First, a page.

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Thread: Im drying loads of herbs for winter! 2010 Forageing Thread

  1. #421
    Warren Veteran lilbun's Avatar
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    Quote Originally Posted by abi2047 View Post
    I see a few people are talking about nettles on here, do you mean stinging nettles? Do they not sting the buns?
    Yep, stingers. They don't sting when dried apparently, and they don't sting us hoomins when cooked either.

    PL: I should add a disclaimer: I also think seaweed and sauerkraut are 'nice'

  2. #422
    Wise Old Thumper Blackberry & Co's Avatar
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    Quote Originally Posted by abi2047 View Post
    I see a few people are talking about nettles on here, do you mean stinging nettles? Do they not sting the buns?
    Our dog cocks his leg up in clumps of stinging nettles and doesn't bat an eyelid....


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  3. #423
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    Quote Originally Posted by lilbun View Post
    Yep, stingers. They don't sting when dried apparently, and they don't sting us hoomins when cooked either.

    PL: I should add a disclaimer: I also think seaweed and sauerkraut are 'nice'
    I'd agree with you Lilbun.
    We used to eat all sorts of things from the hedgerows years ago. But there were very few cars then, so pollution was less of an issue. The sea was cleaner too.
    We'd put very young hawthorn leaves in cheese sandwiches like lettuce too. Some how I don't think your Mum would want to "cook wild" abi2047.

    With stingers, there's a knack to picking them. Don't try to learn until spring, on the baby stingers. There's lots of little hairs under the leaves. If you touch them lightly they'll sting you. If you grip hard you crush the hairs before they can sting you. It needs a lot of practice! Also I've never found dock much use for nettle stings, but greater plantain leaves rubbed on, seem much better.

  4. #424
    Mama Doe Maizy's Avatar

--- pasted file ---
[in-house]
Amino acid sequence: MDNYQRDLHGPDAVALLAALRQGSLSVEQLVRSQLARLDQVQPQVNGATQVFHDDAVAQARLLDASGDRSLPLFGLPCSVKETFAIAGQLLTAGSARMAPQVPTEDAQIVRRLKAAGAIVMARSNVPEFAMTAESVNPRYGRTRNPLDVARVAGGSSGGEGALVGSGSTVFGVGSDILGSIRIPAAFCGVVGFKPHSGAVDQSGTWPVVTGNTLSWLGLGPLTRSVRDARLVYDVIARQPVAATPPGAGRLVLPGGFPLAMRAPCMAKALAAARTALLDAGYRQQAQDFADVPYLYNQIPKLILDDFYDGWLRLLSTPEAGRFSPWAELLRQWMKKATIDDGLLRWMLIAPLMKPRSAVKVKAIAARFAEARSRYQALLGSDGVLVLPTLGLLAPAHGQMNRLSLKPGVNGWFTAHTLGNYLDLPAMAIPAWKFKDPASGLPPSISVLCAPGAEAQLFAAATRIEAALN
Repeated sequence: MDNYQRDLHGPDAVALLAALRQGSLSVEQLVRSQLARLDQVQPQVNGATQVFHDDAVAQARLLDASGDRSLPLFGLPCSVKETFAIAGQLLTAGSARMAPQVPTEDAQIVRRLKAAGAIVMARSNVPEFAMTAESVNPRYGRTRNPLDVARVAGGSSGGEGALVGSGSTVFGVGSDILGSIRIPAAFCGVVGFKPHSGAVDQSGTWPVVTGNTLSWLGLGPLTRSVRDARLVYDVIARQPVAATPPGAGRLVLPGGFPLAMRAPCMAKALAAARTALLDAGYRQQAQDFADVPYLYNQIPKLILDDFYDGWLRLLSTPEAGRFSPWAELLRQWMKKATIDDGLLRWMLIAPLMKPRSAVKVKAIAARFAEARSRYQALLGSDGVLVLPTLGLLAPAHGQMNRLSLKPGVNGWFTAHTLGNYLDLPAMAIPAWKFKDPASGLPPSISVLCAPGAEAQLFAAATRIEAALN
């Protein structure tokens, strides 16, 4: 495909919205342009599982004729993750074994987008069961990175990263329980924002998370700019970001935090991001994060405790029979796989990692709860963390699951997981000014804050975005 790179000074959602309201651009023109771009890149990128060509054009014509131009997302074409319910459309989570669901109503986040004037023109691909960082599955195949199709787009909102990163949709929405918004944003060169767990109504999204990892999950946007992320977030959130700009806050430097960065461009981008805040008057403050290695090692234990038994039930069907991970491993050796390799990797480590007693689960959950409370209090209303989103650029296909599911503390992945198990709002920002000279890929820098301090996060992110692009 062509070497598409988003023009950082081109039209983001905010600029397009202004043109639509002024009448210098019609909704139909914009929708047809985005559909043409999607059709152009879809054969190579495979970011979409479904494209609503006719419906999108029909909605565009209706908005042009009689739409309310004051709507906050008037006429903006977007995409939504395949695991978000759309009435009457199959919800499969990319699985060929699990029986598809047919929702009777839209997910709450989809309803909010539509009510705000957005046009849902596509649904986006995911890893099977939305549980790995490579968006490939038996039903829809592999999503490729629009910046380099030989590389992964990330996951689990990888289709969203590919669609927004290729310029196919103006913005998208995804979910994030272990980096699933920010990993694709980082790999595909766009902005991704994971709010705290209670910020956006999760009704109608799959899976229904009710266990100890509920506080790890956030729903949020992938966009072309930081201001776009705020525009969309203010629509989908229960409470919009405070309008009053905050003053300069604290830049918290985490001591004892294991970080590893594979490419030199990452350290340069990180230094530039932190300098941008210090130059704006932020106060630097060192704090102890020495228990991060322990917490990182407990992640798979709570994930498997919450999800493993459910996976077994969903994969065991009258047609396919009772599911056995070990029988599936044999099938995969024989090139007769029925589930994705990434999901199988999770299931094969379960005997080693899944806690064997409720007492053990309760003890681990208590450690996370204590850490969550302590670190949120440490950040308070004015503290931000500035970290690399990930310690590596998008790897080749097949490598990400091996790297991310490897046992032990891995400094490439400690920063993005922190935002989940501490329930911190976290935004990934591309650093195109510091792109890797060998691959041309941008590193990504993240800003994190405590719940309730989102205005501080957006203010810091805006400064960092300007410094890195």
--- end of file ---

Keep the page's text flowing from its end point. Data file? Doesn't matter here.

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    Quote Originally Posted by thumps_ View Post
    I'd agree with you Lilbun.
    We used to eat all sorts of things from the hedgerows years ago. But there were very few cars then, so pollution was less of an issue. The sea was cleaner too.
    We'd put very young hawthorn leaves in cheese sandwiches like lettuce too. Some how I don't think your Mum would want to "cook wild" abi2047.

    With stingers, there's a knack to picking them. Don't try to learn until spring, on the baby stingers. There's lots of little hairs under the leaves. If you touch them lightly they'll sting you. If you grip hard you crush the hairs before they can sting you. It needs a lot of practice! Also I've never found dock much use for nettle stings, but greater plantain leaves rubbed on, seem much better.
    Yep I agree, greater plantain does seem to work better.

    I tend to pick young nettles with gloves, cos I'm a wuss but the buns dont seem to have an issue with them fresh or dried.

  5. #425
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    If I can go off topic please. I had a lovely but also sad afternoon thinking about "wild" plants. Here we're feeding them to our buns, hoping we can keep them healthier. I thought about how all animal life ultimately depends on plants. No green algae in my pond = no food for microscopic "animals" = no tadpoles, frogs newts, or dragon flies.

    One of my interests is in how people have lived throughout history. The stone age folk used birch pitch to bind the flint arrowheads to the arrow shaft, tree bark was used to make ropes. No trees = no shelter apart from caves, no hunting = no survival. They were used as food & medicines for man & domestic animals.
    I believe that nettle stems steeped in wee were used to make a poor man's linen, but flax was used for high grade linen. They were used for dying cloth. Oak bark was used to make leather - shoes.